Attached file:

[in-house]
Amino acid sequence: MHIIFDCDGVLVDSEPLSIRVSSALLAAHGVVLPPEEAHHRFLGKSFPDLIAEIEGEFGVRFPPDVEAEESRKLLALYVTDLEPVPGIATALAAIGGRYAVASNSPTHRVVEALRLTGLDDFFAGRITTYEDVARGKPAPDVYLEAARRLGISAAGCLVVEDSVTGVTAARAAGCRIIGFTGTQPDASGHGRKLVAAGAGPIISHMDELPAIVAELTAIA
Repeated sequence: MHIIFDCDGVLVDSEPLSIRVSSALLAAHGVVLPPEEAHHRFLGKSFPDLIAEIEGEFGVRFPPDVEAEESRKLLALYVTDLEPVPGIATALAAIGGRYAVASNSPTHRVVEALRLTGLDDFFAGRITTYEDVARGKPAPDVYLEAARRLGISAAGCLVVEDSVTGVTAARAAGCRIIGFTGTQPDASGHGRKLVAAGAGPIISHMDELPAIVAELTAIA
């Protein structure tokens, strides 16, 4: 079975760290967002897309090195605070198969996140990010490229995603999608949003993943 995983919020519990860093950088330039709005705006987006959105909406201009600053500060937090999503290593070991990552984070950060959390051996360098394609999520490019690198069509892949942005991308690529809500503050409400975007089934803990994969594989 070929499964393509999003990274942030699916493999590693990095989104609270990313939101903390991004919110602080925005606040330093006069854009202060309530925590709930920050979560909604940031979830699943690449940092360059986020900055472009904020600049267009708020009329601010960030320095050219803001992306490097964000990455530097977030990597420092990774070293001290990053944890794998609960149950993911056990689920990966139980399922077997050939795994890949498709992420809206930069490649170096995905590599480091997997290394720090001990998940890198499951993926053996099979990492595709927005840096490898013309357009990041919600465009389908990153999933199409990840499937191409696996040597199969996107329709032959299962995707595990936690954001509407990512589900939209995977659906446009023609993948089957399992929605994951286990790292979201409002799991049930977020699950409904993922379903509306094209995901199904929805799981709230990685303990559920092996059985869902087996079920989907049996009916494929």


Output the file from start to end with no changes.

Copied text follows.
[in-house]
Amino acid sequence: MHIIFDCDGVLVDSEPLSIRVSSALLAAHGVVLPPEEAHHRFLGKSFPDLIAEIEGEFGVRFPPDVEAEESRKLLALYVTDLEPVPGIATALAAIGGRYAVASNSPTHRVVEALRLTGLDDFFAGRITTYEDVARGKPAPDVYLEAARRLGISAAGCLVVEDSVTGVTAARAAGCRIIGFTGTQPDASGHGRKLVAAGAGPIISHMDELPAIVAELTAIA
Repeated sequence: MHIIFDCDGVLVDSEPLSIRVSSALLAAHGVVLPPEEAHHRFLGKSFPDLIAEIEGEFGVRFPPDVEAEESRKLLALYVTDLEPVPGIATALAAIGGRYAVASNSPTHRVVEALRLTGLDDFFAGRITTYEDVARGKPAPDVYLEAARRLGISAAGCLVVEDSVTGVTAARAAGCRIIGFTGTQPDASGHGRKLVAAGAGPIISHMDELPAIVAELTAIA
């Protein structure tokens, strides 16, 4: 079975760290967002897309090195605070198969996140990010490229995603999608949003993943 995983919020519990860093950088330039709005705006987006959105909406201009600053500060937090999503290593070991990552984070950060959390051996360098394609999520490019690198069509892949942005991308690529809500503050409400975007089934803990994969594989 070929499964393509999003990274942030699916493999590693990095989104609270990313939101903390991004919110602080925005606040330093006069854009202060309530925590709930920050979560909604940031979830699943690449940092360059986020900055472009904020600049267009708020009329601010960030320095050219803001992306490097964000990455530097977030990597420092990774070293001290990053944890794998609960149950993911056990689920990966139980399922077997050939795994890949498709992420809206930069490649170096995905590599480091997997290394720090001990998940890198499951993926053996099979990492595709927005840096490898013309357009990041919600465009389908990153999933199409990840499937191409696996040597199969996107329709032959299962995707595990936690954001509407990512589900939209995977659906446009023609993948089957399992929605994951286990790292979201409002799991049930977020699950409904993922379903509306094209995901199904929805799981709230990685303990559920092996059985869902087996079920989907049996009916494929």